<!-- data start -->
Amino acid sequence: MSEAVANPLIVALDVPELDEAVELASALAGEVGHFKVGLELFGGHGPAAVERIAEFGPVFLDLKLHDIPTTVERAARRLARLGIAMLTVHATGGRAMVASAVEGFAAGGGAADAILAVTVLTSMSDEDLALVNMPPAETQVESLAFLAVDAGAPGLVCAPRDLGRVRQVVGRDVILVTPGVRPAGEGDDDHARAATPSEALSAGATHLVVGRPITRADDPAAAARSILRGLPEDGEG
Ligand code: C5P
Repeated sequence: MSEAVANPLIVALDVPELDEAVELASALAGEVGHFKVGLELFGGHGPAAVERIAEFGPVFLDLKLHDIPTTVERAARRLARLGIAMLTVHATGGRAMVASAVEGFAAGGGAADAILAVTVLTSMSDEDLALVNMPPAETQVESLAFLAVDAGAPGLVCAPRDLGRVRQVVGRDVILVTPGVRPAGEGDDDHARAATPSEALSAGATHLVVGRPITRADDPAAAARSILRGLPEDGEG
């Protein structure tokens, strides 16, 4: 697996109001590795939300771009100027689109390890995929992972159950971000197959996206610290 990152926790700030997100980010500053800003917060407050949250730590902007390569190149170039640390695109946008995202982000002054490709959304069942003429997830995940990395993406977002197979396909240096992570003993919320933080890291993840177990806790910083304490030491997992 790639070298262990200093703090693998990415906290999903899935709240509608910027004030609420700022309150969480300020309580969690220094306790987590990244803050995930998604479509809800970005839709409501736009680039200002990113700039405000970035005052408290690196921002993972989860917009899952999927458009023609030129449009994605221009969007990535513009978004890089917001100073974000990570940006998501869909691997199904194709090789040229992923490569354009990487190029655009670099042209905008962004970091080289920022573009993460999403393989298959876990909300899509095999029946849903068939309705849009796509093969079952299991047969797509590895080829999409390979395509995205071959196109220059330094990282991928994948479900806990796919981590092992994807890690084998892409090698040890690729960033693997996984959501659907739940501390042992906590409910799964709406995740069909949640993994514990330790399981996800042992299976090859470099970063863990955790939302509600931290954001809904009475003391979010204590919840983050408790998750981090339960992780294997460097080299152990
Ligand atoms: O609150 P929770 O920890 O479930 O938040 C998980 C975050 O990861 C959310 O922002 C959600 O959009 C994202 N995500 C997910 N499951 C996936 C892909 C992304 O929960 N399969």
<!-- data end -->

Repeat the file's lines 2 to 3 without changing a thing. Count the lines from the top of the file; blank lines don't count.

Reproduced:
Ligand code: C5P
Repeated sequence: MSEAVANPLIVALDVPELDEAVELASALAGEVGHFKVGLELFGGHGPAAVERIAEFGPVFLDLKLHDIPTTVERAARRLARLGIAMLTVHATGGRAMVASAVEGFAAGGGAADAILAVTVLTSMSDEDLALVNMPPAETQVESLAFLAVDAGAPGLVCAPRDLGRVRQVVGRDVILVTPGVRPAGEGDDDHARAATPSEALSAGATHLVVGRPITRADDPAAAARSILRGLPEDGEG